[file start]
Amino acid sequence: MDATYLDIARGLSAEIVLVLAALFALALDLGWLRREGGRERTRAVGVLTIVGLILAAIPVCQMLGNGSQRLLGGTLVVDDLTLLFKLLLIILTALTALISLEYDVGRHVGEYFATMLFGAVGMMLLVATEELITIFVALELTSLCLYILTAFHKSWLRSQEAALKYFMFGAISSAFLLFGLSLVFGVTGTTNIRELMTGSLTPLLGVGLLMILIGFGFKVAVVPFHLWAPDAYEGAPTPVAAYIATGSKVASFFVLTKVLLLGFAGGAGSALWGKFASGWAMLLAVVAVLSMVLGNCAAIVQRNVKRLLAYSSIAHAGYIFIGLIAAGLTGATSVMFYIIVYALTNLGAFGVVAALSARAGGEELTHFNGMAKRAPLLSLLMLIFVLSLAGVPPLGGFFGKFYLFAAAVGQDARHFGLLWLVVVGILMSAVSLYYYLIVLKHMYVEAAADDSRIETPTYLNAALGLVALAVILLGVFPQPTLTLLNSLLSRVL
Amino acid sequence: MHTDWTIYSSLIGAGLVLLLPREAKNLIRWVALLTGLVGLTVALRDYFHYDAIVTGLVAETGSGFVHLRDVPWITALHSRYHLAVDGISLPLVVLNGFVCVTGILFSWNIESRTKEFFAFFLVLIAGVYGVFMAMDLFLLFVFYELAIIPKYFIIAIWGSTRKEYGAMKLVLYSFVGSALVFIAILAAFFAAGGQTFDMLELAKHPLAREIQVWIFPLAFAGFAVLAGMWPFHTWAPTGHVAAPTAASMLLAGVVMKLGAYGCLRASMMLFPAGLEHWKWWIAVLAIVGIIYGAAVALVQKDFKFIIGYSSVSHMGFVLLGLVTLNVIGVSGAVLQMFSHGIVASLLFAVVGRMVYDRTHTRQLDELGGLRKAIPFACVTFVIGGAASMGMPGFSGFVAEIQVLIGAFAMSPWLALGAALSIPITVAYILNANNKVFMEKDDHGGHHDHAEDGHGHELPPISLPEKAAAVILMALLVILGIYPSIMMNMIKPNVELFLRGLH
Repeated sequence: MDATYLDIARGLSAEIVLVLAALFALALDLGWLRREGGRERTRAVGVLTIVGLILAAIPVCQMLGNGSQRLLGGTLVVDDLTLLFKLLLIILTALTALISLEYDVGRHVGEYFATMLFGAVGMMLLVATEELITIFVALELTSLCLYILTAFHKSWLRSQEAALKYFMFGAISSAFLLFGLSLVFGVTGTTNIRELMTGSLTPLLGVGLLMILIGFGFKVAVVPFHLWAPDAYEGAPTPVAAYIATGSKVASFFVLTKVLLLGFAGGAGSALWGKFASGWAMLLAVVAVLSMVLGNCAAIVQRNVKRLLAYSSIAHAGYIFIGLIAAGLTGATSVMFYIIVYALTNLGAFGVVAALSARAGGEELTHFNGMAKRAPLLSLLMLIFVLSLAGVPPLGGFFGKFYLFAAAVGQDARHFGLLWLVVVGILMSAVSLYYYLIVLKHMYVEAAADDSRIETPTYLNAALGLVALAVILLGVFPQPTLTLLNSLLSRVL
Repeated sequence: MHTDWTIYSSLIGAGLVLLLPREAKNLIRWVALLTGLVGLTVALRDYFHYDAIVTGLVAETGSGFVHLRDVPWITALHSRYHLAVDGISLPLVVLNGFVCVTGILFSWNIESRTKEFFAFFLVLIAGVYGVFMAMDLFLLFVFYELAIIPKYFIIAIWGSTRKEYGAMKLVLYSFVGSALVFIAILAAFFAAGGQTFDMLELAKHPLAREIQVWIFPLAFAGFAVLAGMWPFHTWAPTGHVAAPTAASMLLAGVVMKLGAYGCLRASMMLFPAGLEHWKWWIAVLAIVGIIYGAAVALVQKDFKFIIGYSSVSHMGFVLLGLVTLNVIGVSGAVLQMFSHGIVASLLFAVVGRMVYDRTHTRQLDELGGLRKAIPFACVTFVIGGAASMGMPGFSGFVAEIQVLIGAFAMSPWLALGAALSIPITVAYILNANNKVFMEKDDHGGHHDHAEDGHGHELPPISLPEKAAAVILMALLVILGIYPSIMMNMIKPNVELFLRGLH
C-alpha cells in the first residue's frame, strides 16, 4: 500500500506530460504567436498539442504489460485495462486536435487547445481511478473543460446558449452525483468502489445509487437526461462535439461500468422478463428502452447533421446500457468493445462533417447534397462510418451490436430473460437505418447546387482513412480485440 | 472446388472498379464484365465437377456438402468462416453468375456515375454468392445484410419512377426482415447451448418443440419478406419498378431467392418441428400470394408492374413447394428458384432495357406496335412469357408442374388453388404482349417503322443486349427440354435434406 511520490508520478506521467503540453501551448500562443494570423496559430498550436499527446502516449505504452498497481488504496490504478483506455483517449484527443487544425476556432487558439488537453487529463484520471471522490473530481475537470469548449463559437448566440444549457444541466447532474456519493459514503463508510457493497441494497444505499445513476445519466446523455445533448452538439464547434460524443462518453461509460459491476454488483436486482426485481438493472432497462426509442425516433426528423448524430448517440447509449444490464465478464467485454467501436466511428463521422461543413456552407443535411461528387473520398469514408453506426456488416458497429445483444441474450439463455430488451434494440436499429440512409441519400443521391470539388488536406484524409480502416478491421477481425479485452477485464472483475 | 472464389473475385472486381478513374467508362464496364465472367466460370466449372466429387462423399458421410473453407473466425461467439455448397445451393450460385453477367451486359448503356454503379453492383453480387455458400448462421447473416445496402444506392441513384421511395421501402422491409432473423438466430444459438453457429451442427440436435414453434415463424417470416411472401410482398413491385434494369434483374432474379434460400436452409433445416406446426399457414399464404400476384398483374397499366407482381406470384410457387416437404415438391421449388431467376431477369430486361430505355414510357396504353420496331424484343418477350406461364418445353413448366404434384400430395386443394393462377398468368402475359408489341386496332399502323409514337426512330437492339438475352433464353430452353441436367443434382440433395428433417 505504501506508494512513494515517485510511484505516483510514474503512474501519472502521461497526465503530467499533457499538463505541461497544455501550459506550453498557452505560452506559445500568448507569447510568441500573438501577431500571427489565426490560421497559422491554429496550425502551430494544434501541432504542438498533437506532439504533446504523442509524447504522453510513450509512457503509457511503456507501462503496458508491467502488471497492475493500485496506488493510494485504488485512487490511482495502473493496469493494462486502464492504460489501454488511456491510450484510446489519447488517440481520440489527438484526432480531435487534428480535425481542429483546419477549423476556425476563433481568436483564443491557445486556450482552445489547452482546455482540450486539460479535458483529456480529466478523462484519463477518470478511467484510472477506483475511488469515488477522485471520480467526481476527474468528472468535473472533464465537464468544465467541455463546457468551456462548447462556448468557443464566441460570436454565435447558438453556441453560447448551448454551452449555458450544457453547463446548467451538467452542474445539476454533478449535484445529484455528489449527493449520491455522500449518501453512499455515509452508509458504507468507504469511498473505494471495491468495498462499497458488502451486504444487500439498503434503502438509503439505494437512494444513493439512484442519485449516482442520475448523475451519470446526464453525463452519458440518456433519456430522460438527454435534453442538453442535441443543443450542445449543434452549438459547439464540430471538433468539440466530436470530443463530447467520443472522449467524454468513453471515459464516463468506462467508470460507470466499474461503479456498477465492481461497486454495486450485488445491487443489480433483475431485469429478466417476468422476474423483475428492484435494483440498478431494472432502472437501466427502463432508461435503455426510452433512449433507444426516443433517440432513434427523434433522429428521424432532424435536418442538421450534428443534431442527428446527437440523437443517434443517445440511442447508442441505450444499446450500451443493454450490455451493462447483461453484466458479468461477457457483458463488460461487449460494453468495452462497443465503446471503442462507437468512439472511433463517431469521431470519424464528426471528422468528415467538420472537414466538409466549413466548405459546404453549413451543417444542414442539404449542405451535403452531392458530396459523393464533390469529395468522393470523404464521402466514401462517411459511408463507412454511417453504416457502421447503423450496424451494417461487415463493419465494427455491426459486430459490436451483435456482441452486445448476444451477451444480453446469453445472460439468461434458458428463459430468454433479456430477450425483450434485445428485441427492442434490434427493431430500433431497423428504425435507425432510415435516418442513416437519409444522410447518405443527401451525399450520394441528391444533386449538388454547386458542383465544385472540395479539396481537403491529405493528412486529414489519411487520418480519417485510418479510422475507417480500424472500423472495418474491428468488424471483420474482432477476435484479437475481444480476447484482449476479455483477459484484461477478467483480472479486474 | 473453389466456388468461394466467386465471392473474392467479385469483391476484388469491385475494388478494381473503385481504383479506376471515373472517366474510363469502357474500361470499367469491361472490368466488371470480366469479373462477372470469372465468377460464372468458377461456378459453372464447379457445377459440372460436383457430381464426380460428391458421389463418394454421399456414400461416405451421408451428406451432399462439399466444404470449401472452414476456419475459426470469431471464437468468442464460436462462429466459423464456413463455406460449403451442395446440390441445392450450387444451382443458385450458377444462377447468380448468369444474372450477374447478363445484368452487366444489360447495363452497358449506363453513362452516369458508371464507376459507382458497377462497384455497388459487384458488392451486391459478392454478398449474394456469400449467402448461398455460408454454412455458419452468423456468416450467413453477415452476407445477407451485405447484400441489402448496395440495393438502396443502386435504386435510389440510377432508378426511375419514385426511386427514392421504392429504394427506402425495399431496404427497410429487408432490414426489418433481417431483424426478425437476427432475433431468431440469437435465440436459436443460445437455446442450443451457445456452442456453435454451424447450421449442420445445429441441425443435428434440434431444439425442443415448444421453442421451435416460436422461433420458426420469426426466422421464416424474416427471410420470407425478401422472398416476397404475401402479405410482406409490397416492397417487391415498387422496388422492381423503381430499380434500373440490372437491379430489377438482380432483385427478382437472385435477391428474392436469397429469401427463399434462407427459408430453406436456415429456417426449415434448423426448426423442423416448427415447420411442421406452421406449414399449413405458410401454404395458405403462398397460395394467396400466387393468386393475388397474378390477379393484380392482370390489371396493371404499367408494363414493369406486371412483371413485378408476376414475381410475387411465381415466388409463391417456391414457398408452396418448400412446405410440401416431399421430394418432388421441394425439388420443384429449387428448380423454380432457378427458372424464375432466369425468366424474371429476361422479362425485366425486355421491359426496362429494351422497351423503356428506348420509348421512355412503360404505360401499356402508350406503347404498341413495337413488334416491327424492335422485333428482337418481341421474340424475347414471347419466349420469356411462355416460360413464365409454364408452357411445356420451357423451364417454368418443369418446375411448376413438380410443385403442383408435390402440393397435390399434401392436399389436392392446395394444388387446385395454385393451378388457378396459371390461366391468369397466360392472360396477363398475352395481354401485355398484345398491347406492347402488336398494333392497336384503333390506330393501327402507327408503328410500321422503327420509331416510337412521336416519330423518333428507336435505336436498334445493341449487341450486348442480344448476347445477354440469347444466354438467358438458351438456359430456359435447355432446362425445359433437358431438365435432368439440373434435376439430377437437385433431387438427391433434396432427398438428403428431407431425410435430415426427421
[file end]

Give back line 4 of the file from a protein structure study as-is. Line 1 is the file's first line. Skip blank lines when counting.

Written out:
Repeated sequence: MHTDWTIYSSLIGAGLVLLLPREAKNLIRWVALLTGLVGLTVALRDYFHYDAIVTGLVAETGSGFVHLRDVPWITALHSRYHLAVDGISLPLVVLNGFVCVTGILFSWNIESRTKEFFAFFLVLIAGVYGVFMAMDLFLLFVFYELAIIPKYFIIAIWGSTRKEYGAMKLVLYSFVGSALVFIAILAAFFAAGGQTFDMLELAKHPLAREIQVWIFPLAFAGFAVLAGMWPFHTWAPTGHVAAPTAASMLLAGVVMKLGAYGCLRASMMLFPAGLEHWKWWIAVLAIVGIIYGAAVALVQKDFKFIIGYSSVSHMGFVLLGLVTLNVIGVSGAVLQMFSHGIVASLLFAVVGRMVYDRTHTRQLDELGGLRKAIPFACVTFVIGGAASMGMPGFSGFVAEIQVLIGAFAMSPWLALGAALSIPITVAYILNANNKVFMEKDDHGGHHDHAEDGHGHELPPISLPEKAAAVILMALLVILGIYPSIMMNMIKPNVELFLRGLH